NOTICE: THIS IS A DRAFT DOCUMENT FOR INPUT, NOT AN ESTABLISHED POLICY
This information serves as an introductory page for researchers interested in studying OpenStreetMap (OSM) and also presents the guidelines regarding contact by researchers within the OSM community.
OpenStreetMap is an editable map database built and maintained by volunteers and distributed under the Open Data Commons Open Database License. Mapping takes place not only at computers but also out in the world. From car trips to casual jogs, photos, videos, GPS traces, and hand-taken notes provide OSM with geospatial information. The mapping infrastructure, along with many of the associated OSM projects, is maintained and developed by volunteers as well. Computing and network resources are donated by universities and organizations. For more of an introduction to the OSM project, see the about page. You can also read about prior OSM research projects.
Map data for research
All map data are free to download by anyone via multiple methods (see Downloading data). Datasets that are available directly from OSM include the current database dump, database history dumps, and GPS trace dumps. Many other providers offer similar downloads as well as geographically smaller, and sometimes further quality-controlled, datasets. Any analysis you do with the data is of your own volition. If you are using OSM data as part of your research, make sure you are familiar with the legal requirements, including proper attribution to our project and not mixing the data with incompatibly-licensed data if it will be publicly available.
If OpenStreetMap data is used in your analysis, the following should be included in your acknowledgements section: "Map data copyrighted OpenStreetMap contributors and available from http://www.openstreetmap.org". In addition, when OpenStreetMap data is introduced in the paper, a citation should be included to "OpenStreetMap contributors. (2015) Planet dump [Data file from $date of database dump$]. Retrieved from http://planet.openstreetmap.org.". This is formatted in APA style and should be adapted to whatever style is needed.
If your research is related to either mechanically adding data or including data from other data sets in OpenStreetMap, this is what is called an import. Please take care in reading the guidelines and requirements so that you follow the correct process. The most important step is to discuss your plans with the community for feedback.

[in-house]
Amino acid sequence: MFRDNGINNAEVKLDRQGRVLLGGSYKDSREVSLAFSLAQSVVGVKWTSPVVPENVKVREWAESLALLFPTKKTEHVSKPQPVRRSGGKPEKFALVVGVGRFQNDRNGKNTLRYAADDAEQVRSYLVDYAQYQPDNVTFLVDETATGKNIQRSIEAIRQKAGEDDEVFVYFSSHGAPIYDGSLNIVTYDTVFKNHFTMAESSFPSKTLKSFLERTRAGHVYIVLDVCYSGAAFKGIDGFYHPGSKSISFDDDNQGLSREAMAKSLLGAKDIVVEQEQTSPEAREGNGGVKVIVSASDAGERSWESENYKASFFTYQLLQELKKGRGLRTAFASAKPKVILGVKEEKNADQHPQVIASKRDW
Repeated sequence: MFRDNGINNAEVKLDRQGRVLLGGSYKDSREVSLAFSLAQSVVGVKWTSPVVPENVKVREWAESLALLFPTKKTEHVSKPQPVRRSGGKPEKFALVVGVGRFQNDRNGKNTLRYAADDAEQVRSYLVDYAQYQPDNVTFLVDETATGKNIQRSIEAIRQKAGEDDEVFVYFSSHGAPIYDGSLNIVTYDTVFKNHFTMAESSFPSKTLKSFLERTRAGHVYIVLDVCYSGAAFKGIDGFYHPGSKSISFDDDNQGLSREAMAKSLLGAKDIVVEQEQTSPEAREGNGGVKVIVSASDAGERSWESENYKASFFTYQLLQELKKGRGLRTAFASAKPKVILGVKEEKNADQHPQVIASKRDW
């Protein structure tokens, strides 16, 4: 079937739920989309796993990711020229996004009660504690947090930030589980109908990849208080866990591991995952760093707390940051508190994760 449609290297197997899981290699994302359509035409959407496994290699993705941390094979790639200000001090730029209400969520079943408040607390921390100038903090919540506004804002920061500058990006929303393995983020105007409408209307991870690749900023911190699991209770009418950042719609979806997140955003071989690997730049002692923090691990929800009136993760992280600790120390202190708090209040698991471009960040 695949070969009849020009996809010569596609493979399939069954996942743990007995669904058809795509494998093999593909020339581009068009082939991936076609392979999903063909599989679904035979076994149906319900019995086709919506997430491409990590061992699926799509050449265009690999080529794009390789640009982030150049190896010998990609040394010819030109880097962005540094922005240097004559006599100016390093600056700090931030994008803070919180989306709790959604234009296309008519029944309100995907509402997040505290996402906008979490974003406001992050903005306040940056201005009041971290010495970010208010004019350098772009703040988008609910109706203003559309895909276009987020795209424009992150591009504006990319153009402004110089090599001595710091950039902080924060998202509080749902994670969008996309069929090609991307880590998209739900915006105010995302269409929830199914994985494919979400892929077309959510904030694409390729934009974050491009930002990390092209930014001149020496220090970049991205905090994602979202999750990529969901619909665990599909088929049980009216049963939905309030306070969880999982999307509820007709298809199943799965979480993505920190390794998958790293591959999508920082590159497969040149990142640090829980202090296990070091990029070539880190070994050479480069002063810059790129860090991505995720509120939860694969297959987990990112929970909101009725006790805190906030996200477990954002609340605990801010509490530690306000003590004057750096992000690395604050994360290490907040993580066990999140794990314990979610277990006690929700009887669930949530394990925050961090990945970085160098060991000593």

Contacting the community
Users who have chosen to participate in research surveys have joined the (not yet created?) research-announce mailing list. This should be your main method of communication with potential participants.
Depending on the jurisdiction, research involving human subjects (e.g. interviews) may require approval of an Institutional Review Board or similar ethics board. Proposed projects should provide some information about the required the approval status of the project (or exemption given), detail whether users will be identified or anonymized in the data, and how this data will be stored.
Participation by users is non-compulsory and subject to their individual discretion.
It is preferred that the authors publish their results in an open access journal to promote the freedom of information and also improve accessibility. Note that the decision to or to not submit a manuscript to an open access journal could be a deciding factor as to whether some community members decide to participate or not.
If your data is not part of the submitted open access journal,
- Contacting individual mappers on a large scale
- Announcing research projects on OSM-talk related mailing lists
- Adding fake data to test response times
The organization of research projects related to OSM is managed by anyone? FTA as part of the Data Working Group is happy to serve as the contact point for this information and oversight.
- Expand every section
- What about opt-in option...use an already-established mailing list instead or maybe a user page indication?